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    ABSTRACT: Sudden cardiac death occurs commonly in the end-stage renal disease population receiving dialysis, with 25% dying of sudden cardiac death over 5 years. Despite this high risk, surprisingly few prospective studies have studied clinical- and dialysis-related risk factors for sudden cardiac death and arrhythmic precursors of sudden cardiac death in end-stage renal disease. We present a brief summary of the risk factors for arrhythmias and sudden cardiac death in persons with end-stage renal disease as the rationale for the Predictors of Arrhythmic and Cardiovascular Risk in End Stage Renal Disease (PACE), a prospective cohort study of patients recently initiated on chronic hemodialysis, with the overall goal to understand arrhythmic and sudden cardiac death risk. Participants were screened for eligibility and excluded if they already had a pacemaker or an automatic implantable cardioverter defibrillator. We describe the study aims, design and data collection of 574 incident hemodialysis participants from the Baltimore region in Maryland, U.S.A.. Participants were recruited from 27 hemodialysis units and underwent detailed clinical, dialysis and cardiovascular evaluation at baseline and follow-up. Cardiovascular phenotyping was conducted on nondialysis days with signal averaged electrocardiogram, echocardiogram, pulse wave velocity, ankle brachial index and cardiac computed tomography and angiography conducted at baseline. Participants were followed annually with study visits including electrocardiogram, pulse wave velocity and ankle brachial index up to 4 years. A biorepository of serum, plasma, DNA, RNA and nails were collected to study genetic and serologic factors associated with disease. Studies of modifiable risk factors for sudden cardiac death will help set the stage for clinical trials to test therapies to prevent sudden cardiac death in this high-risk population.
    BMC Nephrology 04/2015; 16(1):63. DOI:10.1186/s12882-015-0050-4
  • Igor Salvadé, Sibylle Schätti-Stählin, Eleonora Violetti, Carlo Schönholzer, Claudio Cereghetti, Hugo Zwahlen, Lorenzo Berwert, Michel Burnier, Luca Gabutti
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    ABSTRACT: Chronic kidney disease (CKD) accelerates vascular stiffening related to age. Arterial stiffness may be evaluated measuring the carotid-femoral pulse wave velocity (PWV) or more simply, as recommended by KDOQI, monitoring pulse pressure (PP). Both correlate to survival and incidence of cardiovascular disease. PWV can also be estimated on the brachial artery using a Mobil-O-Graph; a non-operator dependent automatic device. The aim was to analyse whether, in a dialysis population, PWV obtained by Mobil-O-Graph (MogPWV) is more sensitive for vascular aging than PP. A cohort of 143 patients from 4 dialysis units has been followed measuring MogPWV and PP every 3 to 6 months and compared to a control group with the same risk factors but an eGFR > 30 ml/min. MogPWV contrarily to PP did discriminate the dialysis population from the control group. The mean difference translated in age between the two populations was 8.4 years. The increase in MogPWV, as a function of age, was more rapid in the dialysis group. 13.3% of the dialysis patients but only 3.0% of the control group were outliers for MogPWV. The mortality rate (16 out of 143) was similar in outliers and inliers (7.4 and 8.0%/year). Stratifying patients according to MogPWV, a significant difference in survival was seen. A high parathormone (PTH) and to be dialysed for a hypertensive nephropathy were associated to a higher baseline MogPWV. Assessing PWV on the brachial artery using a Mobil-O-Graph is a valid and simple alternative, which, in the dialysis population, is more sensitive for vascular aging than PP. As demonstrated in previous studies PWV correlates to mortality. Among specific CKD risk factors only PTH is associated with a higher baseline PWV. ClinicalTrials.gov Identifier: NCT02327962 .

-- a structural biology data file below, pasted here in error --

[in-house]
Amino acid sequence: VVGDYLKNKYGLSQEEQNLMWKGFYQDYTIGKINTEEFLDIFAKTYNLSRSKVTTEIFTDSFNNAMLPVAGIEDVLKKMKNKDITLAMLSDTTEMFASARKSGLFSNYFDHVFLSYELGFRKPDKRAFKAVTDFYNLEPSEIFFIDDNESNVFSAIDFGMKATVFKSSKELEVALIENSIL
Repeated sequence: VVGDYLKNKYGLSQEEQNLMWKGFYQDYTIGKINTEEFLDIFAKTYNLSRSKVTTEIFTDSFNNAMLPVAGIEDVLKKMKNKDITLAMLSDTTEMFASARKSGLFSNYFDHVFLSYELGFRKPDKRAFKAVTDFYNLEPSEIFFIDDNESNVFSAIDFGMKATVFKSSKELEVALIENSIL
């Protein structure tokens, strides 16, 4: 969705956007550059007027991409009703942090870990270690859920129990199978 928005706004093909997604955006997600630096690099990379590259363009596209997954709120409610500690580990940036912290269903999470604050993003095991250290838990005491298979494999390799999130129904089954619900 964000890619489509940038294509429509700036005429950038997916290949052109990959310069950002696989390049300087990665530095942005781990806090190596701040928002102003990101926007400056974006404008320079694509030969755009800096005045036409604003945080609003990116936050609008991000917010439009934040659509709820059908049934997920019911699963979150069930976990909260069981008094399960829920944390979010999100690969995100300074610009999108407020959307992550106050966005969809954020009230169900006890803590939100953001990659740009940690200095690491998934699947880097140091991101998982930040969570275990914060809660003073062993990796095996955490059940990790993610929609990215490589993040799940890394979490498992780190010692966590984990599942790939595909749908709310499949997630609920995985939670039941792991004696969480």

BMC Nephrology 04/2015; 16(1):62. DOI:10.1186/s12882-015-0058-9
  • Aiqing Zhang, Bin Wang, Min Yang, Huimin Shi, Weihua Gan
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    ABSTRACT: The objective of this study was to investigate the influence of β2-microglobulin (β2-M) on the epithelial-mesenchymal transition (EMT) in renal tubular epithelial cells. A human kidney proximal tubular cell line (HK-2) was used as the proximal tubular cell model. HK-2 cells were exposed to different concentrations of β2-M (5, 10, 25, and 50 μM) for up to 24, 48 and 72 h. The effects of β2-M on cell morphology were observed by phase contrast microscopy, and the possible associated mechanisms were assessed by immunofluorescence staining, western blot, RNA interference, immunoprecipitation, and induced coupled plasma mass spectroscopy. β2-M induced marked morphological alterations in the HK-2 cells, accompanied by the increased expression of extracellular matrix components and α-smooth muscle actin (α-SMA), vimentin and fibronectin and the reduced expression of E-cadherin. Our results also revealed that β2-M could induce the EMT in the HK-2 cells without significant affecting cell viability. Excess β2-M in the HK-2 cells led to a decrease in iron and an increase in hypoxia inducible factor-1α (HIF-1α), which induced EMT in the HK-2 cells. Additionally, disrupting the function of the β2-M/hemochromatosis (HFE) complex by HFE knockdown was sufficient to reverse β2-M-mediated EMT in the HK-2 cells. These findings demonstrate that the activity of β2-M is mediated by the β2-M/HFE complex, which regulates intracellular iron homeostasis and HIF-1α and ultimately induces EMT in HK2 cells.